- French Government, “Arrêté du 21 juin 2016 établissant la nomenclature des véhicules classés en fonction de leur niveau d’émission de polluants atmosphériques en application de l’article R. 318-2 du code de la route (English translation: Order of 21 June 2016 establishing the nomenclature of vehicles classified according to their level of emission of atmospheric pollutants pursuant to Article R. 318-2 of the Highway Code).” October 10, 2017.
- Ministry of Ecological and Solidarity Transition. “Service de délivrance des certificats qualité de l’air (English translation: Air quality certificate issuance service).”
- Bright, Robert. “How Major Cities Will Actually Ban Diesel Vehicles.” Huffington Post, August 22, 2017.
- Karaguilian, Federico, Claudio A. Belis, Carlos Francisco C. Dora, Annette M. Prüss-Ustün, Sophie Bonjour, Heather Adair-Rohani, Markus Amann. “Contributions to cities’ ambient particulate matter (PM): A systematic review of local source contributions at global level.” Atmospheric Environment 120 (November 2015): 475-483
- Garfield, Leanna. “13 cities that are starting to ban cars.” Business Insider, August 5, 2017.
- Smith, Geoffrey. “Paris Wants to Ban the Combustion Engine by 2030.” Fortune, October 12, 2017.
Action 8: Freight Reduction
Reduce urban freight emissions through various regulatory and voluntary programs, including mandatory freight emissions standards, designated truck routes, stopping and standing laws, and off-peak delivery programs.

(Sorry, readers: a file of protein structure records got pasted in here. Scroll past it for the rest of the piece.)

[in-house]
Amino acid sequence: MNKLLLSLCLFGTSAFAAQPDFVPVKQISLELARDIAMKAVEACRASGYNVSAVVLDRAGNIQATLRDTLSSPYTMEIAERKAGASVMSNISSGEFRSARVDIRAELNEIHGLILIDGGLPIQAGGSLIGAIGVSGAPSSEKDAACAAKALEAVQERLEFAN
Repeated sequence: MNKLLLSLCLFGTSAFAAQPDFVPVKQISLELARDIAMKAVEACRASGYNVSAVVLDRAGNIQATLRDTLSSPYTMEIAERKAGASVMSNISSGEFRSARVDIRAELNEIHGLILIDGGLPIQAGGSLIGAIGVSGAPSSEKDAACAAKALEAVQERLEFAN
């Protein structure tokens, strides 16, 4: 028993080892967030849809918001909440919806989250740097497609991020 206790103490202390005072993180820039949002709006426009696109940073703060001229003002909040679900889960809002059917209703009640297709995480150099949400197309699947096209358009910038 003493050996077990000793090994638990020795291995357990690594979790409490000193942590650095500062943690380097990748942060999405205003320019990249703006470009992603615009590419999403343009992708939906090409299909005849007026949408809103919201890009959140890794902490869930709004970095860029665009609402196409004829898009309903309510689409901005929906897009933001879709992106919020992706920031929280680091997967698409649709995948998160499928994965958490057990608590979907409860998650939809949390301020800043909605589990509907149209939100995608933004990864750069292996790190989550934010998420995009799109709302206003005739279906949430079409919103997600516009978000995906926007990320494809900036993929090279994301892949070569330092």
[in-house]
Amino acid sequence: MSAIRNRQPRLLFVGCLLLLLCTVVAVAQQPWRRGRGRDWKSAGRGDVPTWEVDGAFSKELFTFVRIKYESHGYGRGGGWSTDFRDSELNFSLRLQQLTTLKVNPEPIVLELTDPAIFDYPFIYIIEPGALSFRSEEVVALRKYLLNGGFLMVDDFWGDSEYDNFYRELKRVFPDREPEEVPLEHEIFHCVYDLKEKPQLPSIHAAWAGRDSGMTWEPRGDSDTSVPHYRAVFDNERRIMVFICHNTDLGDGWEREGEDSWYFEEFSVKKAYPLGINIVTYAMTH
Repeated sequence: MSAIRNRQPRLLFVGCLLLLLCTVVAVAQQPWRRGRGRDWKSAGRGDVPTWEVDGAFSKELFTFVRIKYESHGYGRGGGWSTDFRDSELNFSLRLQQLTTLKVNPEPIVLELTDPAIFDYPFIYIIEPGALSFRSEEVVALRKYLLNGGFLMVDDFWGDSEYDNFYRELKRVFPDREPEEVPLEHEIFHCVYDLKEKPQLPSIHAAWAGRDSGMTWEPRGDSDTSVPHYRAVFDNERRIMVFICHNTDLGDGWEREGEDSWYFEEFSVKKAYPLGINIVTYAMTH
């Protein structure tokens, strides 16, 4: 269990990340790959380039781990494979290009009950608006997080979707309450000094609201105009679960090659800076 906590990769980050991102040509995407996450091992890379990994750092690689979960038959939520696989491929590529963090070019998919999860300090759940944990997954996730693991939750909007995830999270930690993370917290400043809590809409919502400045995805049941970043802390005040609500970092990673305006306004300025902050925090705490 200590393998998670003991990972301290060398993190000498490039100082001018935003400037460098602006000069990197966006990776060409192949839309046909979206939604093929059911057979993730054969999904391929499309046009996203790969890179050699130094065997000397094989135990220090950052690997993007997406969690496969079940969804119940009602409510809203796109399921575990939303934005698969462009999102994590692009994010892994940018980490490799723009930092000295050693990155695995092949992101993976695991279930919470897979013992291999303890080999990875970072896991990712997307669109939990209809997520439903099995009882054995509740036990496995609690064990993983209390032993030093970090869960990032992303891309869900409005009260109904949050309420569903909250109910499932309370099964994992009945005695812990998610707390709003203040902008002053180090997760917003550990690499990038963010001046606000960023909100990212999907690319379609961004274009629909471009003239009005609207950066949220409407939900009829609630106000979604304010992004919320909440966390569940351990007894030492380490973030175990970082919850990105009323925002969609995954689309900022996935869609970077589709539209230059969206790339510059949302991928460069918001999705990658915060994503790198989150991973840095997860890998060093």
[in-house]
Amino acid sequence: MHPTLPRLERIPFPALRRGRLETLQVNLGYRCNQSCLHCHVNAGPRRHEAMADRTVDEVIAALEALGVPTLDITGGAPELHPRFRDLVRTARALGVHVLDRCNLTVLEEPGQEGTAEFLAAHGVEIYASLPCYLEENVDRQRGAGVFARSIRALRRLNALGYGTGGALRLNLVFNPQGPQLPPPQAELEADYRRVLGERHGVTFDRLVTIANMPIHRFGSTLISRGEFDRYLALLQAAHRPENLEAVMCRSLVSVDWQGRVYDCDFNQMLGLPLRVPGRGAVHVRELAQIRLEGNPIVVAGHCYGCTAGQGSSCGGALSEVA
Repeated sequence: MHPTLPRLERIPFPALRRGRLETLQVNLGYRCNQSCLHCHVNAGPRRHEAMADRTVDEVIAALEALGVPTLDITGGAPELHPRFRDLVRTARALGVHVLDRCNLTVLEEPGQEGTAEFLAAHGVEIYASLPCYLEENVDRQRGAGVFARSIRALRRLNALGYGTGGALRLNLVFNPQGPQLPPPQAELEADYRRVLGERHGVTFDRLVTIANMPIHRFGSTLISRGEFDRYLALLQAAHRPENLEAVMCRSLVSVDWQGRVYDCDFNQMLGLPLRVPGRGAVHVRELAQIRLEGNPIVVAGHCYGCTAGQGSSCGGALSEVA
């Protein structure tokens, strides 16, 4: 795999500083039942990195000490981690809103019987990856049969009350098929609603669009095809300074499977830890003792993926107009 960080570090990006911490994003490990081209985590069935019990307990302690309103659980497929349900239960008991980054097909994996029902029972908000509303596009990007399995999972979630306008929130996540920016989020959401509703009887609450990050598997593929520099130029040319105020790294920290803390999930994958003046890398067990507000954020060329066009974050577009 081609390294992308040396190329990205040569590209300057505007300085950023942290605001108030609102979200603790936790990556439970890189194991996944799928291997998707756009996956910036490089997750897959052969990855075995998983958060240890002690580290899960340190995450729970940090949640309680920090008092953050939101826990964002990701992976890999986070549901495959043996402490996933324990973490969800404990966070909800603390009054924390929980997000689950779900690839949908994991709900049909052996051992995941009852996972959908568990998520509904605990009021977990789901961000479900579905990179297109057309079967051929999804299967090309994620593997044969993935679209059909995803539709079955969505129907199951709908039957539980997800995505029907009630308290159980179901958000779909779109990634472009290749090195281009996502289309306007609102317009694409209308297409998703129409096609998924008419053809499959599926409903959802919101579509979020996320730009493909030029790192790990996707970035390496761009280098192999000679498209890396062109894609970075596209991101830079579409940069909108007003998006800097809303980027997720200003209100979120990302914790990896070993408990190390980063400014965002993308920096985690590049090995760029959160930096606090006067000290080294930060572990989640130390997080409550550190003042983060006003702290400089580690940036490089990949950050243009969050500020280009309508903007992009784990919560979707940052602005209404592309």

- Dublin City Council. “Heavy Goods Vehicles (HGV) Management Strategy.”
Includes maps, regulations, and user manuals
- U.S. Environmental Protection Agency. How to Develop a Green Freight Program: A Comprehensive Guide and Resource Manual. 2014.
- Rensselaer Polytechnic Institute, Center of Excellence for Sustainable Urban Freight Systems (CoE-SUFS). “Initiative Selector Tool for Improving Freight System Performance.”
- “Global Green Freight.”
- O’Brien, Brendan and Niall Bolger. 10 years of the Heavy Goods Vehicle Management Strategy. Roads and Traffic Department, Dublin City Council, 2017.
- “Clean Air Asia.”
- U.S. Department of Transportation Federal Highway Administration. “Freight and Congestion.”
- LaBelle, Jim, Sheena Frève, and Ellen Gottschling. Off-Peak Delivery: A Pilot Project for the Chicago Region. Urban Transportation Center, The University of Illinois at Chicago.
- Finnegan, Clare. Urban freight in Dublin: an integrated policy framework for sustainable distribution [thesis]. Department of Civil, Structural and Environmental Engineering, Trinity College, 2010.
Action 9: EV Charging